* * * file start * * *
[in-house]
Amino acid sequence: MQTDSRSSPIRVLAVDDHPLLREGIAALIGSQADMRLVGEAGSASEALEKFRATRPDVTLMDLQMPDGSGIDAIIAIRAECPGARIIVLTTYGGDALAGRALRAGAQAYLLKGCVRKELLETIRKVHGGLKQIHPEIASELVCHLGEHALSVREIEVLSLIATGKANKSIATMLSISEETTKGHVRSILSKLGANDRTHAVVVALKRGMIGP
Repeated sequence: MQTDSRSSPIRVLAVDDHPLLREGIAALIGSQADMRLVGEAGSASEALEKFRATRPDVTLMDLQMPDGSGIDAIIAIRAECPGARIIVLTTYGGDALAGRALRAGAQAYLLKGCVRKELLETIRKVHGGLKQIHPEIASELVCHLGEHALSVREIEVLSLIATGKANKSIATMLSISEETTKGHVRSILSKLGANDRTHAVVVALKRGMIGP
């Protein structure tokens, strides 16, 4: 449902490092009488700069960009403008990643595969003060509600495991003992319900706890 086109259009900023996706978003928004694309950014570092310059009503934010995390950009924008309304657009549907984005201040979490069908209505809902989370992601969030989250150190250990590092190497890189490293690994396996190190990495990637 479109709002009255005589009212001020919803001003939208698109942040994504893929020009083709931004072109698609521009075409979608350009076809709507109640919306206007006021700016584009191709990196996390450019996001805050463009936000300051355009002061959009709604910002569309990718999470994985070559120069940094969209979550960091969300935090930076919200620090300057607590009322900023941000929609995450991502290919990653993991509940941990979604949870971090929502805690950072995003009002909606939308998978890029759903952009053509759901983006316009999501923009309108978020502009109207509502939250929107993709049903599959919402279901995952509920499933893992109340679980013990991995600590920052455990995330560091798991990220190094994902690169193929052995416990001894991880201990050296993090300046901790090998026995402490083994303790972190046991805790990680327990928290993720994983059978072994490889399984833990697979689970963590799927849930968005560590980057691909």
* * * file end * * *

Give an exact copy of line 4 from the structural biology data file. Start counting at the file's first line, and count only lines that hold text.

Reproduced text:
């Protein structure tokens, strides 16, 4: 449902490092009488700069960009403008990643595969003060509600495991003992319900706890 086109259009900023996706978003928004694309950014570092310059009503934010995390950009924008309304657009549907984005201040979490069908209505809902989370992601969030989250150190250990590092190497890189490293690994396996190190990495990637 479109709002009255005589009212001020919803001003939208698109942040994504893929020009083709931004072109698609521009075409979608350009076809709507109640919306206007006021700016584009191709990196996390450019996001805050463009936000300051355009002061959009709604910002569309990718999470994985070559120069940094969209979550960091969300935090930076919200620090300057607590009322900023941000929609995450991502290919990653993991509940941990979604949870971090929502805690950072995003009002909606939308998978890029759903952009053509759901983006316009999501923009309108978020502009109207509502939250929107993709049903599959919402279901995952509920499933893992109340679980013990991995600590920052455990995330560091798991990220190094994902690169193929052995416990001894991880201990050296993090300046901790090998026995402490083994303790972190046991805790990680327990928290993720994983059978072994490889399984833990697979689970963590799927849930968005560590980057691909």